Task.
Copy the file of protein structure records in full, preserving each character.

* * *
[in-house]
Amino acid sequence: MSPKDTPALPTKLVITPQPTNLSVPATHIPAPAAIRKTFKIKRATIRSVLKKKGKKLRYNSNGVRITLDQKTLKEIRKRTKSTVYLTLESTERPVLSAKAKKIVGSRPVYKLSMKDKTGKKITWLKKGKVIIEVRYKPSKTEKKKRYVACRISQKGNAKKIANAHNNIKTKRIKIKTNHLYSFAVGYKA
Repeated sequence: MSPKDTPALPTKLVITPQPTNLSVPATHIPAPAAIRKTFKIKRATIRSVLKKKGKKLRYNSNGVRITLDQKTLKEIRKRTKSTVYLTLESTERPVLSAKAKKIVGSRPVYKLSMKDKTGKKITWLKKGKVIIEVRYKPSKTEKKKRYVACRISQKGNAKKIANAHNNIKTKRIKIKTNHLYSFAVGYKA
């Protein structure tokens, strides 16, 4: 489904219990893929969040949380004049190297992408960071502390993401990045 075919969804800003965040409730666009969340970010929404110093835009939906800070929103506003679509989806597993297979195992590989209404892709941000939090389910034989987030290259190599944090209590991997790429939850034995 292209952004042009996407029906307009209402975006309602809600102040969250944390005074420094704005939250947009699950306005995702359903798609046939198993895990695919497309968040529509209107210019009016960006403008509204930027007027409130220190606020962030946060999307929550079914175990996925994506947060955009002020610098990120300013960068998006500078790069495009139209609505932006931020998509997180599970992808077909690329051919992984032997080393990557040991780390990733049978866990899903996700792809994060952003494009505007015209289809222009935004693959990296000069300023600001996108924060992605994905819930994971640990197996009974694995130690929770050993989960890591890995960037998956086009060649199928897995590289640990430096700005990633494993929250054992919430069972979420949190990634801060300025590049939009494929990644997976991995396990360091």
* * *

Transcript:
[in-house]
Amino acid sequence: MSPKDTPALPTKLVITPQPTNLSVPATHIPAPAAIRKTFKIKRATIRSVLKKKGKKLRYNSNGVRITLDQKTLKEIRKRTKSTVYLTLESTERPVLSAKAKKIVGSRPVYKLSMKDKTGKKITWLKKGKVIIEVRYKPSKTEKKKRYVACRISQKGNAKKIANAHNNIKTKRIKIKTNHLYSFAVGYKA
Repeated sequence: MSPKDTPALPTKLVITPQPTNLSVPATHIPAPAAIRKTFKIKRATIRSVLKKKGKKLRYNSNGVRITLDQKTLKEIRKRTKSTVYLTLESTERPVLSAKAKKIVGSRPVYKLSMKDKTGKKITWLKKGKVIIEVRYKPSKTEKKKRYVACRISQKGNAKKIANAHNNIKTKRIKIKTNHLYSFAVGYKA
């Protein structure tokens, strides 16, 4: 489904219990893929969040949380004049190297992408960071502390993401990045 075919969804800003965040409730666009969340970010929404110093835009939906800070929103506003679509989806597993297979195992590989209404892709941000939090389910034989987030290259190599944090209590991997790429939850034995 292209952004042009996407029906307009209402975006309602809600102040969250944390005074420094704005939250947009699950306005995702359903798609046939198993895990695919497309968040529509209107210019009016960006403008509204930027007027409130220190606020962030946060999307929550079914175990996925994506947060955009002020610098990120300013960068998006500078790069495009139209609505932006931020998509997180599970992808077909690329051919992984032997080393990557040991780390990733049978866990899903996700792809994060952003494009505007015209289809222009935004693959990296000069300023600001996108924060992605994905819930994971640990197996009974694995130690929770050993989960890591890995960037998956086009060649199928897995590289640990430096700005990633494993929250054992919430069972979420949190990634801060300025590049939009494929990644997976991995396990360091």